Has anyone ever met Jacques Devauges and found him without a broad grin and an enthusiastic desire to enlighten? How many have descended the original old stone steps into the Domaine des Lambrays cellar to find him wondering at their daunting steepness?
My most recent encounter with Jacques was my fourth, as I followed his progression from Domaine de l’Arlot in Prémeaux-Prissey, along the Côte de Nuits to Domaine de Clos de Tart in Morey-St-Denis, and then, after a fairly brief stay there, moving literally along the street to Domaine des Lambrays. Head-hunted? I could not say, but he arrived soon after Bernard Arnault joined François Pinault in acquiring Clos des Lambrays as his own slice of Morey-St-Denis grand cru.
Although a previous long-serving winemaker at Clos des Lambrays, Thierry Brouin, had joked that the garden there could provide 300 bottles of premier cru, the splendid old cedar tree remains safe. Its roots, however, will have felt the creation of the new cuverie and cellar.
At first sight, in the last light of the day, the new cuverie’s interior is reminiscent of Domaine Faiveley’s development in Nuits-St-Georges, with its large window at one end. That the ambience here seems even more serene may be down to a lack of harvest activity, but its perfect proportions lend a certain Cistercian calm.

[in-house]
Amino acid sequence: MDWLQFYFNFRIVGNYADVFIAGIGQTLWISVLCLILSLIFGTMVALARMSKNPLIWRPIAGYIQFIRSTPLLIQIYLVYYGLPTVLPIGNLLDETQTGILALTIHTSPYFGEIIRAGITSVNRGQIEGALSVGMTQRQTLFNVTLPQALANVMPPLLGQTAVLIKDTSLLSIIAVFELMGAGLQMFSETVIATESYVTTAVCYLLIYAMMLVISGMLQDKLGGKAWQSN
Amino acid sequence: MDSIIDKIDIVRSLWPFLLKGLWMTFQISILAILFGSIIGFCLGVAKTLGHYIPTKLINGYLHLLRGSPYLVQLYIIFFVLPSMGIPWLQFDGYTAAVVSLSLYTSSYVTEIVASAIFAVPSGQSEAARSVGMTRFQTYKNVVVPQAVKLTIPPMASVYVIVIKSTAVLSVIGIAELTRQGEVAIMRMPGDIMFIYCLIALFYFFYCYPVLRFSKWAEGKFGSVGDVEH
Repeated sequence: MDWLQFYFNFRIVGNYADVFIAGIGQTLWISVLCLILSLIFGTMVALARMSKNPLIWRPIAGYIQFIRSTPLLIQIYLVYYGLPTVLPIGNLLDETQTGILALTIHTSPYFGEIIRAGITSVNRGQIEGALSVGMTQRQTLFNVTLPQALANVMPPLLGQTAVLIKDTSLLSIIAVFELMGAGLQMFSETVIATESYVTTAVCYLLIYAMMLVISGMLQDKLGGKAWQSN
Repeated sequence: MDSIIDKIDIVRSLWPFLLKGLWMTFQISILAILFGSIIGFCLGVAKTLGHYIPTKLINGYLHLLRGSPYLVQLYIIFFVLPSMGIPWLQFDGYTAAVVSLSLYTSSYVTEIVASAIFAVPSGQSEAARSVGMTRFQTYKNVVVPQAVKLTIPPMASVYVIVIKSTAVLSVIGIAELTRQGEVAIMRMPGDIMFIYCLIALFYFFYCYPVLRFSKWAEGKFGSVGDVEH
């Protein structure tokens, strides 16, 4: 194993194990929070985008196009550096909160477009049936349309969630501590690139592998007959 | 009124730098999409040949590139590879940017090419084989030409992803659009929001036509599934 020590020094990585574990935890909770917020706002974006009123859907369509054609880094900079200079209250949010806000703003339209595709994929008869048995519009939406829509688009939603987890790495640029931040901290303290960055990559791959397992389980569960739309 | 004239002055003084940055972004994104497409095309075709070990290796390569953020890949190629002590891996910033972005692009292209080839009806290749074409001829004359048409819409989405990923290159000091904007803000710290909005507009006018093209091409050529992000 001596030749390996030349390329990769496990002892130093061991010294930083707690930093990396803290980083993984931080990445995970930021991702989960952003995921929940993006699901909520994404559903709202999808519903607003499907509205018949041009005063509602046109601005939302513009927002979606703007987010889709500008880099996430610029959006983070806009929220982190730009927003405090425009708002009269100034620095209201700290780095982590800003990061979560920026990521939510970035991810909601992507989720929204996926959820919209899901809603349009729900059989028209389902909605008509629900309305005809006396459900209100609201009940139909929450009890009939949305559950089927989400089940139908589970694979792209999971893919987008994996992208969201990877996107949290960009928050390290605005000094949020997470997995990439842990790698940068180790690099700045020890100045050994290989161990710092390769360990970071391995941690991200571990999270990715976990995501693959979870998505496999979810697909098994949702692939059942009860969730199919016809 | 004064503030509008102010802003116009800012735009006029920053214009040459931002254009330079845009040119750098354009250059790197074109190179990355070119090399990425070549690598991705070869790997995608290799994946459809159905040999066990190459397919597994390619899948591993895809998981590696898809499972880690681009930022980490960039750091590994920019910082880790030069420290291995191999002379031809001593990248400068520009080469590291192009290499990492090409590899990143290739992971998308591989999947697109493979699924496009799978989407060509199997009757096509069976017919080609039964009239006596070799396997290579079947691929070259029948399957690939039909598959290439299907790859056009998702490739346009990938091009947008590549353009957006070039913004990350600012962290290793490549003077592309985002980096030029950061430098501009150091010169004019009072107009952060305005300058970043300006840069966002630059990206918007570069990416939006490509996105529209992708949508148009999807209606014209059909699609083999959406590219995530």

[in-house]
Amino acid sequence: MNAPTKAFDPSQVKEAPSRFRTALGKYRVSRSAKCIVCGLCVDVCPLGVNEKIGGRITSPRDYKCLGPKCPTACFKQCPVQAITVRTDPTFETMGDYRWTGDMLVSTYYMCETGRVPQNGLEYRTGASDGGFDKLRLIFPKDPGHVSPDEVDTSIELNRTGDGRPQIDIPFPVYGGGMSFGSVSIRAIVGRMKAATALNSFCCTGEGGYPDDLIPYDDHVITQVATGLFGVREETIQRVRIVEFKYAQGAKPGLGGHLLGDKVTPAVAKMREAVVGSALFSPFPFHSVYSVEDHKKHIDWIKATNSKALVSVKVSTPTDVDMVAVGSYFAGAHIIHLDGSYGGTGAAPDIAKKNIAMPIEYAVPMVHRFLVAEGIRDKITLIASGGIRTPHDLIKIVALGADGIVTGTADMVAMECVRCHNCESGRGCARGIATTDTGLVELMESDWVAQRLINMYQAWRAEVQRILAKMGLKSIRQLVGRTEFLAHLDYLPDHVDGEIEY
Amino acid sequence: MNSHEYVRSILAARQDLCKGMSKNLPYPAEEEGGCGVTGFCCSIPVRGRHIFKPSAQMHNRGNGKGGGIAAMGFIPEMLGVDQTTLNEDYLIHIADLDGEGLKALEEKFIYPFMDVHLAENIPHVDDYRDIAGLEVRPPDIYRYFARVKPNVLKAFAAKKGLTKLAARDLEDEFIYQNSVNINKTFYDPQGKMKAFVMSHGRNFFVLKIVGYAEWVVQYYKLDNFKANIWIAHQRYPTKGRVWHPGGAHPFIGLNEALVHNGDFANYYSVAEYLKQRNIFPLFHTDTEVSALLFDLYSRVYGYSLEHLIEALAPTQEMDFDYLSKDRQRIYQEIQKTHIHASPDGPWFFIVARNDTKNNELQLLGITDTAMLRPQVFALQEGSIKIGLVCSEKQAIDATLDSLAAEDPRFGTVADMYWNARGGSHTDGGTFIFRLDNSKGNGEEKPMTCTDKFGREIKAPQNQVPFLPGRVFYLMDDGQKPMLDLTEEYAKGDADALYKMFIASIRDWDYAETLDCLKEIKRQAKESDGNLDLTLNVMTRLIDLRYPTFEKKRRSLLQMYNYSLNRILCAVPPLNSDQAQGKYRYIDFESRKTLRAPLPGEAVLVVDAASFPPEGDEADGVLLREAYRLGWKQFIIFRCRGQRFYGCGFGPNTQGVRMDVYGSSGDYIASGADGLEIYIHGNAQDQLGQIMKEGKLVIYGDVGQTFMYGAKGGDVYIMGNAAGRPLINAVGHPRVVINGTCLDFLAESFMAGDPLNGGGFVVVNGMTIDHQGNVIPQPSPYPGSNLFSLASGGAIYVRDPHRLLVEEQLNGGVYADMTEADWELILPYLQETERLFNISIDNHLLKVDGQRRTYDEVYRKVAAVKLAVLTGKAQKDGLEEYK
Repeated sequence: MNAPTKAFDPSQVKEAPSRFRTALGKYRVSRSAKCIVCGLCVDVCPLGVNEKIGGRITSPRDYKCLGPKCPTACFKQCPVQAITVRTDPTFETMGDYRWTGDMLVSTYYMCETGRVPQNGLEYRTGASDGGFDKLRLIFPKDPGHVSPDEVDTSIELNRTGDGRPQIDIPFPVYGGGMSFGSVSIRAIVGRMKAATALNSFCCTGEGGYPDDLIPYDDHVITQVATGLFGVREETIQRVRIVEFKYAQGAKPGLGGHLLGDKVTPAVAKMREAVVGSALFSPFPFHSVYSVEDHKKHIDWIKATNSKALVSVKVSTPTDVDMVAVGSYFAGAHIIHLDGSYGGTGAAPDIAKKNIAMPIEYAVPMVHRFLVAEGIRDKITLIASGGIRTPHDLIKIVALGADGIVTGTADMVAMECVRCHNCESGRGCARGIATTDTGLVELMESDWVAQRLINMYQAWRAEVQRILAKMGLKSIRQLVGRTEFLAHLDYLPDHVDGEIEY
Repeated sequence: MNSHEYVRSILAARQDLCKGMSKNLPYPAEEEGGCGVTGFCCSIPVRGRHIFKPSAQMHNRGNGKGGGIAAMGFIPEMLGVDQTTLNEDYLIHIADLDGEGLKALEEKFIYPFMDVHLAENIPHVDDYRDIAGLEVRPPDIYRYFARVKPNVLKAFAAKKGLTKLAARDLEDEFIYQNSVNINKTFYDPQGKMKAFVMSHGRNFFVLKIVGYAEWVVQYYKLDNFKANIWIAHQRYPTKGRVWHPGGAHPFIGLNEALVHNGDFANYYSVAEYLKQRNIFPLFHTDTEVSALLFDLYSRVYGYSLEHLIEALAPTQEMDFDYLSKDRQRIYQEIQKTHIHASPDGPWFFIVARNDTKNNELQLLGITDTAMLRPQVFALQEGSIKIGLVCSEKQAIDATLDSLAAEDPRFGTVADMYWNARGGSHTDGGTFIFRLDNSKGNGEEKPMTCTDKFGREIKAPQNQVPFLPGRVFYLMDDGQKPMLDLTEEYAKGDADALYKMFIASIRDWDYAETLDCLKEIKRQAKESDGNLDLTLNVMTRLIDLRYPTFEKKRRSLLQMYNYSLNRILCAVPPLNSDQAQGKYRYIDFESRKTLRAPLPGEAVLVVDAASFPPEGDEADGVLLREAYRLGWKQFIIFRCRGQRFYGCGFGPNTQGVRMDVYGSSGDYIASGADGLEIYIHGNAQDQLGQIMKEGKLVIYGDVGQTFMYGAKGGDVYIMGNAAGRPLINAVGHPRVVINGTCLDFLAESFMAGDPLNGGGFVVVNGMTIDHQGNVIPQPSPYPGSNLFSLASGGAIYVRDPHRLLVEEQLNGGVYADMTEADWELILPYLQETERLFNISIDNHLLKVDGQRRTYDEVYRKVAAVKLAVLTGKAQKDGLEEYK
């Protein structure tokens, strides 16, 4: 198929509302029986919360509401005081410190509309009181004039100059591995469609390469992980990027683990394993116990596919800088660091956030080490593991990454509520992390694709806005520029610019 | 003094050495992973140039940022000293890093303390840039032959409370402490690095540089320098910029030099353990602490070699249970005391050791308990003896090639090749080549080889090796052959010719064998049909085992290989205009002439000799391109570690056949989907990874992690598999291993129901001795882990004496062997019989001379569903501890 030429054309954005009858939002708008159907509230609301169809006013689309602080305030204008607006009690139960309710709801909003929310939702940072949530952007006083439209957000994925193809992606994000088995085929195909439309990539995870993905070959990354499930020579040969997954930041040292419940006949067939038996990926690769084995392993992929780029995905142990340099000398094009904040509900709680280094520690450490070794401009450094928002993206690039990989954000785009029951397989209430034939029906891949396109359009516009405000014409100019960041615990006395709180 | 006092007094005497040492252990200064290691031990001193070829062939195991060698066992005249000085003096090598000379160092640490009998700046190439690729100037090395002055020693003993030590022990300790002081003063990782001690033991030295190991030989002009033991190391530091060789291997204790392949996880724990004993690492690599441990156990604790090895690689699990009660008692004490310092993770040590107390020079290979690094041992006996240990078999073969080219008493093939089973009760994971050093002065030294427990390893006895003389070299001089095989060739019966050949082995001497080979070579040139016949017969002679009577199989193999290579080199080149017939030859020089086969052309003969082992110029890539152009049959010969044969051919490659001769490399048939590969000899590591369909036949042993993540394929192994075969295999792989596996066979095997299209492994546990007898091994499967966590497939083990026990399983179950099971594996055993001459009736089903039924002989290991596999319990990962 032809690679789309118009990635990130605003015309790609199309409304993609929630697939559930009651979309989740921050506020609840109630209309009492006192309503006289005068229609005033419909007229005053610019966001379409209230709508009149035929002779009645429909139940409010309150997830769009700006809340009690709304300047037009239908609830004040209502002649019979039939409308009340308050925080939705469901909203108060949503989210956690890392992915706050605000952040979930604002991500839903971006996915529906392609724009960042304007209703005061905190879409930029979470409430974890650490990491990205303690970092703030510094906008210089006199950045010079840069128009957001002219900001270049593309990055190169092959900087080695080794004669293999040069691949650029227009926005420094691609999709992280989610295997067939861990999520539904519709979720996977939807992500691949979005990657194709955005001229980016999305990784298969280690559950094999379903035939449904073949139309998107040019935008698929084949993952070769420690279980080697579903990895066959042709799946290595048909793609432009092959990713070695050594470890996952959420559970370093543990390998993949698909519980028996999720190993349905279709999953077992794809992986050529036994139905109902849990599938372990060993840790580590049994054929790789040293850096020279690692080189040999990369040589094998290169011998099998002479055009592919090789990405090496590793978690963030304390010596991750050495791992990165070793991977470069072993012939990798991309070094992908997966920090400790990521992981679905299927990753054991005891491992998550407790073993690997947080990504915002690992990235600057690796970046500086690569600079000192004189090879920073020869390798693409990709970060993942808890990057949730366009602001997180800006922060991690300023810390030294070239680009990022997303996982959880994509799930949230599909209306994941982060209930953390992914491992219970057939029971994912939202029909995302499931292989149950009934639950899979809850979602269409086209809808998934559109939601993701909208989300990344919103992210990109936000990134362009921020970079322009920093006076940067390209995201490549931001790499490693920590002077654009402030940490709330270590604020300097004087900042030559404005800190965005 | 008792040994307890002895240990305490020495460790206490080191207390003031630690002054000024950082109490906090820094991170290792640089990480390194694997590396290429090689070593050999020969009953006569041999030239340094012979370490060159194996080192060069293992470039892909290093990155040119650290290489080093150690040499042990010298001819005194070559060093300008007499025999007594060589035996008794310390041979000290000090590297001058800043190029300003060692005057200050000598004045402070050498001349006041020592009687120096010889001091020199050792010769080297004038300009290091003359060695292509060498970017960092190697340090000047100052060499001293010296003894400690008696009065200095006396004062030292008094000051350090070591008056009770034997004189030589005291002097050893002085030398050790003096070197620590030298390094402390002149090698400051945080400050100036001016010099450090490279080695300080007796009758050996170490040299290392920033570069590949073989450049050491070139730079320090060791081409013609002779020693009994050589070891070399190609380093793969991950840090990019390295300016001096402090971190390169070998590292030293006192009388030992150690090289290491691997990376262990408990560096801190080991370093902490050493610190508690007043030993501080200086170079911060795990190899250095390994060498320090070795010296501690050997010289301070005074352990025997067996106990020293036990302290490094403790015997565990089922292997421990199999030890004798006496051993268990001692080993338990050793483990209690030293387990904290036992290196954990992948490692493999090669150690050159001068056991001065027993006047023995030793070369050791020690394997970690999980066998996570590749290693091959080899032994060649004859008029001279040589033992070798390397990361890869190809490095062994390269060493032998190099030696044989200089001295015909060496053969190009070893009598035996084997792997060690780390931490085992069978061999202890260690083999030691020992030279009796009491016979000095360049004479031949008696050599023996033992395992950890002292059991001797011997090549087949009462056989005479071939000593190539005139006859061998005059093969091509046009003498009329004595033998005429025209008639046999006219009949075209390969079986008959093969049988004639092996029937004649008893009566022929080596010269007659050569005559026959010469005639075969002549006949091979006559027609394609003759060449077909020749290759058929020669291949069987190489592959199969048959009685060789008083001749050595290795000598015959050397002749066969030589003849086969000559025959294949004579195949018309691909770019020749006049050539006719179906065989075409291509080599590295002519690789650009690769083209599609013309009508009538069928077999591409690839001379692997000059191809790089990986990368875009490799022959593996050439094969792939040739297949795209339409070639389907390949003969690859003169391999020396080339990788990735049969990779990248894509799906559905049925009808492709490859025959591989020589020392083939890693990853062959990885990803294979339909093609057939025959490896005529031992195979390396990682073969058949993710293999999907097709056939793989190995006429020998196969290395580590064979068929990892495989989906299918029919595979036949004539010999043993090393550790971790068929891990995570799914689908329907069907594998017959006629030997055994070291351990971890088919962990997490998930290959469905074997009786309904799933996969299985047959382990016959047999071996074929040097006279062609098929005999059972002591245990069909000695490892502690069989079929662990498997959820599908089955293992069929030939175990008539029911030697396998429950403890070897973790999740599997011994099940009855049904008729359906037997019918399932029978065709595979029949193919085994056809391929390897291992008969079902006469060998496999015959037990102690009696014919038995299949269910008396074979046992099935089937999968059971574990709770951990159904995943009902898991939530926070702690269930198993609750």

Jacques stands back quietly to allow me to soak up its austere grandeur. The silence is hard to break—and anyway, I don’t have the words.
At the far end, a sensible staircase delivers us down into the new cellars. Here we are more about Star Wars than Cistercians, especially when the humidifier performs its cloud routine. Here begins the first lesson, as Jacques introduces me to his new invention—a wine lift that carries wine back upstairs without the use of pumps. I want a closer look, but the glass barrier is impenetrable. Along an immaculate line of barrels, the glass bungs sparkle like LEDs, adding to the feeling of 21st-century progress. But the eagle-eyed photographer takes smug pleasure, striding down the barrels, in nudging one bung ever so slightly, so that the line is brought back into its intended perfection.
Jacques, on our return up to the cuverie, playfully wants to curb my ego by asking me if I have noticed anything unusual. We view the new wooden vats from the raised metal walkway beside them, but I have no answer. He wins. It’s been a long day, and I lazily concede defeat. His grin widens as he points out that the vats are all the same circumference at the top and bottom—the sides do not slope, as they do in the currently fashionable tapered vats (cuves tronconiques). It’s another Devauges innovation, which will allow the floating lid to sit above the cap and the vat’s contents at any height, inhibiting oxidation. So, seemingly small but innovative changes lie quietly, almost invisibly within the transfiguration at Domaine des Lambrays.
I glance at Jacques. His grin is one of pride and, I suspect, pleasure as he contemplates the years that lie before him at the painstakingly, very sensitively renovated Lambrays. And a small part of that may be relief that the centuries-old original steps down into the cellar are now happily retired from service.